A high-ranking US diplomat arrived in Colombia on Thursday with reassuring words of friendship, praise and commitment he said came straight from President Donald Trump.
Trump’s message is that “Colombia has no better friend and ally than the United States, because the prosperity of both are linked. Our interests and values are the same,” said Thomas Shannon, the US undersecretary of state for political affairs, in public comments after his arrival.
Trump and the US are “committed to the alliance with Colombia to support sustainable peace, combat transnational crime and improve regional security,” he added.
Shannon’s visit came just three weeks after his boss, Secretary of State Rex Tillerson, drew a tepid reaction for his trip to Colombia and four other Latin American nations.
Tillerson’s attempt at diplomacy was undermined by his reiteration of the two-century old Monroe Doctrine claim that Latin America is in the US sphere of influence and no one else’s. Tillerson also had hinted at a military coup in Venezuela and put extreme emphasis on the demand that Colombia rapidly reduce its production of coca, the raw material of cocaine.
The Monroe Doctrine was articulated in President James Monroe’s seventh annual message to Congress on December 2, 1823. The European powers, according to Monroe, were obligated to respect the Western Hemisphere as the United States’ sphere of interest.
Shannon’s tone was much friendlier and less threatening. It also helped that–unlike Tillerson–Shannon is a respected Spanish-speaking career diplomat with considerable Latin American experience.
Nevertheless, his remarks came tangled in a high level of uncertainty about US intentions. By attributing the amicable words to the US President, Shannon wanted to give Colombia reassurance about its continued support despite Trump’s recent budget proposal to slash aid to Colombia.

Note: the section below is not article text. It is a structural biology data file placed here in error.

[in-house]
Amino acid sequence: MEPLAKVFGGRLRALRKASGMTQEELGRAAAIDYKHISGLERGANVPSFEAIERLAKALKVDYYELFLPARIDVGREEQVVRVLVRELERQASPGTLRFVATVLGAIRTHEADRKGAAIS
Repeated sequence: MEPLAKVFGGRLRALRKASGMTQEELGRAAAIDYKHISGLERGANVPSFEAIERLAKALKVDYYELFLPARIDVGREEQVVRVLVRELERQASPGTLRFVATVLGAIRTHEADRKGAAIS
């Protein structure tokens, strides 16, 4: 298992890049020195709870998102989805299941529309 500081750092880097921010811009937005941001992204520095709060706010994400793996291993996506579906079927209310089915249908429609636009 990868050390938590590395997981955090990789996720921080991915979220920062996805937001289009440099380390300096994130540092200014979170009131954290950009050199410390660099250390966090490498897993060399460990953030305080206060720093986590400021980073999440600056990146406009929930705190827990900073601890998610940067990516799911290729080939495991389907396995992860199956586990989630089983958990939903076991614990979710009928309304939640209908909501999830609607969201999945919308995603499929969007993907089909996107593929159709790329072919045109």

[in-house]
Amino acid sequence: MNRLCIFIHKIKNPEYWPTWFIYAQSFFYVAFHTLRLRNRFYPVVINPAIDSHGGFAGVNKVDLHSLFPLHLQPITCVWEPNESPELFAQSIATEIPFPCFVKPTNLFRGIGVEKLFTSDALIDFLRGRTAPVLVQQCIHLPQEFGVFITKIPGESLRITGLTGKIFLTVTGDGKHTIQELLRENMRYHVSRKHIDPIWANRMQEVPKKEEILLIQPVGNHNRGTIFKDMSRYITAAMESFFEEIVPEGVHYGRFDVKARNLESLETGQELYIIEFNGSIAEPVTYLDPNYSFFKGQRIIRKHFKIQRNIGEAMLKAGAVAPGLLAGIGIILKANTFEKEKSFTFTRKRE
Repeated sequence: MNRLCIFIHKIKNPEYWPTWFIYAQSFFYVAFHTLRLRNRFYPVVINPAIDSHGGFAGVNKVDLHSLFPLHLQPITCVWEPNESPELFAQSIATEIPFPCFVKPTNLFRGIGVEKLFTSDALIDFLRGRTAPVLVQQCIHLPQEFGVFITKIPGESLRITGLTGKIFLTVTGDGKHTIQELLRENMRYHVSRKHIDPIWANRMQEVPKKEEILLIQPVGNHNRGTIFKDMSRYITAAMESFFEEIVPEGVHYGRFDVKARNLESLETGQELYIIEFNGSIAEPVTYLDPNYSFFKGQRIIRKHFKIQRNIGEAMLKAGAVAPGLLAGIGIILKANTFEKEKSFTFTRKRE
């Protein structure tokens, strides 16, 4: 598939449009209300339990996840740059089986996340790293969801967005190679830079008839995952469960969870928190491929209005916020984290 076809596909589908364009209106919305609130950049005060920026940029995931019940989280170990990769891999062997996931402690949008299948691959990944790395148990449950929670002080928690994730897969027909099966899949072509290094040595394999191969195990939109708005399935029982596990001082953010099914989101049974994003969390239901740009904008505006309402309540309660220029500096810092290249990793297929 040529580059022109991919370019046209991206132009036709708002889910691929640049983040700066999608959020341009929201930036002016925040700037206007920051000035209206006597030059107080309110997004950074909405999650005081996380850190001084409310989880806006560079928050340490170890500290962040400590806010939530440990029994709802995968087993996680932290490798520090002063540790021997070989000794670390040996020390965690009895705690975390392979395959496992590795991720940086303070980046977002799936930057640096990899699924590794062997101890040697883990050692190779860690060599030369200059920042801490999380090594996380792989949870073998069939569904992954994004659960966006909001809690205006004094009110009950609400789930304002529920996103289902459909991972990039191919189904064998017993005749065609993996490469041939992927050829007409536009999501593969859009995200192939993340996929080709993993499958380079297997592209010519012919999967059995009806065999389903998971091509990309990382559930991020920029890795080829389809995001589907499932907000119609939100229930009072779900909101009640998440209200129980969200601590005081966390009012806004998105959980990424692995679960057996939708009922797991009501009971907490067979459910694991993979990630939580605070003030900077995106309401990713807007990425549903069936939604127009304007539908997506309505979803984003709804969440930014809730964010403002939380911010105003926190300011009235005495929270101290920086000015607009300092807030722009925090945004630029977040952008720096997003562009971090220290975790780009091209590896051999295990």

But the fact he put the words in the President’s mouth renders the gesture meaningless, because–as US commentators from across the political spectrum have noted–what Trump says in the morning he may contradict by evening.
For example, on the same day Shannon arrived in Bogota, Trump surprised even his closest advisers and supporters by launching a trade war over steel and aluminum.
And the day before, he astounded everyone by calling for stricter controls on access to guns, a position that left his political opponents delighted and his strongest supporters dumbfounded. Few believe Trump will stick to that position either.
So what will matter most is not Shannon’s expression of Trump’s faux friendship, but the concrete steps he will discuss privately with Colombian leaders.
For example, Tillerson had promised to consider the US giving Colombia additional financial aid to help it cope with the surge of Venezuelan refugees. Given the urgency of the refugee crisis, it’s been time enough for the US to have made up its mind about that. But Shannon didn’t mention it in his public comments. Is the money coming or not?
That topic was broached, however, by Colombian Foreign Minister Maria Angela Holguin, in her public comments welcoming Shannon. Colombia is confronted by Venezuelan migration, she said, people who have come “in search of food, medicine and work that allows them to survive.”
“Colombia is not a country that in its history has received waves of immigrants,” she continued. “Now we must be generous and help the Venezuelans.”
Also, the violence against community leaders hasn’t slackened, especially those in lawless rural areas working to substitute coca, the base ingredient for cocaine, with other crops. At least four more have been assassinated in the short time since Tillerson’s visit. Human rights advocate German Espinel survived an assassination attempt in Bogota.
The non-governmental monitoring organization Indepaz has counted 36 assassinations of social leaders in the first two months of 2018, a rate of more than four each week.
Shannon broke the US’ silence on these issues, which are make-or-break for Colombia’s ability both to sustain peace and to reduce coca farming, a chief US objective.
The US official announced the formation of a “working group for technical assistance for prosecutors and investigators that concentrate on the killing of human rights defenders and social leaders.”
Shannon said his goals for the trip include discussing the “enormous increase” in cocaine production, regional security (that is, Venezuela), and the training of Central American military and police forces, for which the US relies heavily on Colombia’s US-trained and equipped soldiers